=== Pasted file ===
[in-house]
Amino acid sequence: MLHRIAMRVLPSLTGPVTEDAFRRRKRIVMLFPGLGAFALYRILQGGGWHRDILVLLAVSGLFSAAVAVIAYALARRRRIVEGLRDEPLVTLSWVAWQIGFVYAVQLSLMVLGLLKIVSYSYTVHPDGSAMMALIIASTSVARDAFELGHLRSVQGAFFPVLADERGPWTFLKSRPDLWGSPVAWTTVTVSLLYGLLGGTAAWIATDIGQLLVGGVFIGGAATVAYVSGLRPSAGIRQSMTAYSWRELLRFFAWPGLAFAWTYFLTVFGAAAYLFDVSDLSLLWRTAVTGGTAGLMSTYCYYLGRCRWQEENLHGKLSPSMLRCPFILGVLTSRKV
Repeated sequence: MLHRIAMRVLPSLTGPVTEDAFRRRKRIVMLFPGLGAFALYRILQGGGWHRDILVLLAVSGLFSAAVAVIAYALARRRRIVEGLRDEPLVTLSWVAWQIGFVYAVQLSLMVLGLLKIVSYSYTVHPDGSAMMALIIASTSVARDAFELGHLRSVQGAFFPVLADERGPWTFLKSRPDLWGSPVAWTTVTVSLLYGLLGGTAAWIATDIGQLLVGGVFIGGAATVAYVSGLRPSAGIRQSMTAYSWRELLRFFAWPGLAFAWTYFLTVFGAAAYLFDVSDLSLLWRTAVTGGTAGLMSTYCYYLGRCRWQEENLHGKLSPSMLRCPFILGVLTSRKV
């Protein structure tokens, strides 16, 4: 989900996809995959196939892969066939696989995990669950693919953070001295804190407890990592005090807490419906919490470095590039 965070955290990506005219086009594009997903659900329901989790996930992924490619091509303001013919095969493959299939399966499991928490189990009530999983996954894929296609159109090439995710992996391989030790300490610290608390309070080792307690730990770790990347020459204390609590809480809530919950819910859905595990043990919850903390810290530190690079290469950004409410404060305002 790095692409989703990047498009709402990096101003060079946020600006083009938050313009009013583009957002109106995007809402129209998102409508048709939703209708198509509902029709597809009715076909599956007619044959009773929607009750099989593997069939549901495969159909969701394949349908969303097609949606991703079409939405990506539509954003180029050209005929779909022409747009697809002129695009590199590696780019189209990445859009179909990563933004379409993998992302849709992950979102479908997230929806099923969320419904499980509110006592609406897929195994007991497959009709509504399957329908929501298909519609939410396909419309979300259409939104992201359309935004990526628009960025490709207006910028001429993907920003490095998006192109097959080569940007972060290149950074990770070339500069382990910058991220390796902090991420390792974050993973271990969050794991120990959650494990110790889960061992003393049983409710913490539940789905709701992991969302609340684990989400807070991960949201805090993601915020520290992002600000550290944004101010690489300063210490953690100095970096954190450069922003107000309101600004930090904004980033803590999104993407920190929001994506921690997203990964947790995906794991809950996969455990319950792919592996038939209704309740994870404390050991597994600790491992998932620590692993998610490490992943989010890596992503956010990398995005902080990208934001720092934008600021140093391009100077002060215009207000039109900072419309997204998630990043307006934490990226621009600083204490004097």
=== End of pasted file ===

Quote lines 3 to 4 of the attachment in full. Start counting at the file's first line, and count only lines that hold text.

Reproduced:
Repeated sequence: MLHRIAMRVLPSLTGPVTEDAFRRRKRIVMLFPGLGAFALYRILQGGGWHRDILVLLAVSGLFSAAVAVIAYALARRRRIVEGLRDEPLVTLSWVAWQIGFVYAVQLSLMVLGLLKIVSYSYTVHPDGSAMMALIIASTSVARDAFELGHLRSVQGAFFPVLADERGPWTFLKSRPDLWGSPVAWTTVTVSLLYGLLGGTAAWIATDIGQLLVGGVFIGGAATVAYVSGLRPSAGIRQSMTAYSWRELLRFFAWPGLAFAWTYFLTVFGAAAYLFDVSDLSLLWRTAVTGGTAGLMSTYCYYLGRCRWQEENLHGKLSPSMLRCPFILGVLTSRKV
């Protein structure tokens, strides 16, 4: 989900996809995959196939892969066939696989995990669950693919953070001295804190407890990592005090807490419906919490470095590039 965070955290990506005219086009594009997903659900329901989790996930992924490619091509303001013919095969493959299939399966499991928490189990009530999983996954894929296609159109090439995710992996391989030790300490610290608390309070080792307690730990770790990347020459204390609590809480809530919950819910859905595990043990919850903390810290530190690079290469950004409410404060305002 790095692409989703990047498009709402990096101003060079946020600006083009938050313009009013583009957002109106995007809402129209998102409508048709939703209708198509509902029709597809009715076909599956007619044959009773929607009750099989593997069939549901495969159909969701394949349908969303097609949606991703079409939405990506539509954003180029050209005929779909022409747009697809002129695009590199590696780019189209990445859009179909990563933004379409993998992302849709992950979102479908997230929806099923969320419904499980509110006592609406897929195994007991497959009709509504399957329908929501298909519609939410396909419309979300259409939104992201359309935004990526628009960025490709207006910028001429993907920003490095998006192109097959080569940007972060290149950074990770070339500069382990910058991220390796902090991420390792974050993973271990969050794991120990959650494990110790889960061992003393049983409710913490539940789905709701992991969302609340684990989400807070991960949201805090993601915020520290992002600000550290944004101010690489300063210490953690100095970096954190450069922003107000309101600004930090904004980033803590999104993407920190929001994506921690997203990964947790995906794991809950996969455990319950792919592996038939209704309740994870404390050991597994600790491992998932620590692993998610490490992943989010890596992503956010990398995005902080990208934001720092934008600021140093391009100077002060215009207000039109900072419309997204998630990043307006934490990226621009600083204490004097």